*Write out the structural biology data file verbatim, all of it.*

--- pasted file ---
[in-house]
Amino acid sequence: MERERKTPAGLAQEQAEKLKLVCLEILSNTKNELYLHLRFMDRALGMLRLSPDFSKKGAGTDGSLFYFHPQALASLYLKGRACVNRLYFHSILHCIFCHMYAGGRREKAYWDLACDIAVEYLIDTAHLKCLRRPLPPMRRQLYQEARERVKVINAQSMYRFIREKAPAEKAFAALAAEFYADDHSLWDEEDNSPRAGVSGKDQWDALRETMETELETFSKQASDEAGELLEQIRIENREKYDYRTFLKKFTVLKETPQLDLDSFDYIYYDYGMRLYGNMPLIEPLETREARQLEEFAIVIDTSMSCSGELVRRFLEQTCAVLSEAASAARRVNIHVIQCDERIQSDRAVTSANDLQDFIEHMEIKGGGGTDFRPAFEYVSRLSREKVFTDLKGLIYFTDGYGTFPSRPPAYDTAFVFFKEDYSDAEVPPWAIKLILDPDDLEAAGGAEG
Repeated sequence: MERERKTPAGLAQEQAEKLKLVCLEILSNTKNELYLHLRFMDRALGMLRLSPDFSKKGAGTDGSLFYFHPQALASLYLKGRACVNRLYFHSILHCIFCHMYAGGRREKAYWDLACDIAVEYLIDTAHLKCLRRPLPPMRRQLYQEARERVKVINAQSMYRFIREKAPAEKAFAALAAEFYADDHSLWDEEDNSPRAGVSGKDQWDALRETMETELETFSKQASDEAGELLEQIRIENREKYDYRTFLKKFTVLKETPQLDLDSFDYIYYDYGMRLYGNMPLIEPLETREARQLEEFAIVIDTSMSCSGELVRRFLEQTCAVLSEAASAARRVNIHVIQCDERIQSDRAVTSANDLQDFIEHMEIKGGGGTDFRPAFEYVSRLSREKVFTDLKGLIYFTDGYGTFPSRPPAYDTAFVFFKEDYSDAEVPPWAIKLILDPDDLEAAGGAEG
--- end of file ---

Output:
[in-house]
Amino acid sequence: MERERKTPAGLAQEQAEKLKLVCLEILSNTKNELYLHLRFMDRALGMLRLSPDFSKKGAGTDGSLFYFHPQALASLYLKGRACVNRLYFHSILHCIFCHMYAGGRREKAYWDLACDIAVEYLIDTAHLKCLRRPLPPMRRQLYQEARERVKVINAQSMYRFIREKAPAEKAFAALAAEFYADDHSLWDEEDNSPRAGVSGKDQWDALRETMETELETFSKQASDEAGELLEQIRIENREKYDYRTFLKKFTVLKETPQLDLDSFDYIYYDYGMRLYGNMPLIEPLETREARQLEEFAIVIDTSMSCSGELVRRFLEQTCAVLSEAASAARRVNIHVIQCDERIQSDRAVTSANDLQDFIEHMEIKGGGGTDFRPAFEYVSRLSREKVFTDLKGLIYFTDGYGTFPSRPPAYDTAFVFFKEDYSDAEVPPWAIKLILDPDDLEAAGGAEG
Repeated sequence: MERERKTPAGLAQEQAEKLKLVCLEILSNTKNELYLHLRFMDRALGMLRLSPDFSKKGAGTDGSLFYFHPQALASLYLKGRACVNRLYFHSILHCIFCHMYAGGRREKAYWDLACDIAVEYLIDTAHLKCLRRPLPPMRRQLYQEARERVKVINAQSMYRFIREKAPAEKAFAALAAEFYADDHSLWDEEDNSPRAGVSGKDQWDALRETMETELETFSKQASDEAGELLEQIRIENREKYDYRTFLKKFTVLKETPQLDLDSFDYIYYDYGMRLYGNMPLIEPLETREARQLEEFAIVIDTSMSCSGELVRRFLEQTCAVLSEAASAARRVNIHVIQCDERIQSDRAVTSANDLQDFIEHMEIKGGGGTDFRPAFEYVSRLSREKVFTDLKGLIYFTDGYGTFPSRPPAYDTAFVFFKEDYSDAEVPPWAIKLILDPDDLEAAGGAEG